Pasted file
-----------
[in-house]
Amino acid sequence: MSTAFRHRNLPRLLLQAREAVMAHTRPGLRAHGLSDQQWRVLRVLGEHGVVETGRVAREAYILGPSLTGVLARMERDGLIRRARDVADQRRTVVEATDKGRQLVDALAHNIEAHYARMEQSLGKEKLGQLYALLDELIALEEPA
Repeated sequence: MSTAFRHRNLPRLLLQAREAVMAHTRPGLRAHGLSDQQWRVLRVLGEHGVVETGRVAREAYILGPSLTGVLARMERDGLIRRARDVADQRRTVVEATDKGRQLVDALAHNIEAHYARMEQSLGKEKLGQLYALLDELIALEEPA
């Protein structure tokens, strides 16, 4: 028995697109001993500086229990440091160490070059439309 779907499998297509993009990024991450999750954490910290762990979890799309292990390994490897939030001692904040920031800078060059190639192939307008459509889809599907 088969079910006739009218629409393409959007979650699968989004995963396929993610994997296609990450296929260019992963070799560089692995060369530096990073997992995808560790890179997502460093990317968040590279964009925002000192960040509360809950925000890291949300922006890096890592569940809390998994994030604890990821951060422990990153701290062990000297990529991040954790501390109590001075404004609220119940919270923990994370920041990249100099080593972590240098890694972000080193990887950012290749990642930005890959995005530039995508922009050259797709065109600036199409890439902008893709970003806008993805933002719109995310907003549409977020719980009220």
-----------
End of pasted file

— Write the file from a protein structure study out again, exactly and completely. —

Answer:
[in-house]
Amino acid sequence: MSTAFRHRNLPRLLLQAREAVMAHTRPGLRAHGLSDQQWRVLRVLGEHGVVETGRVAREAYILGPSLTGVLARMERDGLIRRARDVADQRRTVVEATDKGRQLVDALAHNIEAHYARMEQSLGKEKLGQLYALLDELIALEEPA
Repeated sequence: MSTAFRHRNLPRLLLQAREAVMAHTRPGLRAHGLSDQQWRVLRVLGEHGVVETGRVAREAYILGPSLTGVLARMERDGLIRRARDVADQRRTVVEATDKGRQLVDALAHNIEAHYARMEQSLGKEKLGQLYALLDELIALEEPA
């Protein structure tokens, strides 16, 4: 028995697109001993500086229990440091160490070059439309 779907499998297509993009990024991450999750954490910290762990979890799309292990390994490897939030001692904040920031800078060059190639192939307008459509889809599907 088969079910006739009218629409393409959007979650699968989004995963396929993610994997296609990450296929260019992963070799560089692995060369530096990073997992995808560790890179997502460093990317968040590279964009925002000192960040509360809950925000890291949300922006890096890592569940809390998994994030604890990821951060422990990153701290062990000297990529991040954790501390109590001075404004609220119940919270923990994370920041990249100099080593972590240098890694972000080193990887950012290749990642930005890959995005530039995508922009050259797709065109600036199409890439902008893709970003806008993805933002719109995310907003549409977020719980009220």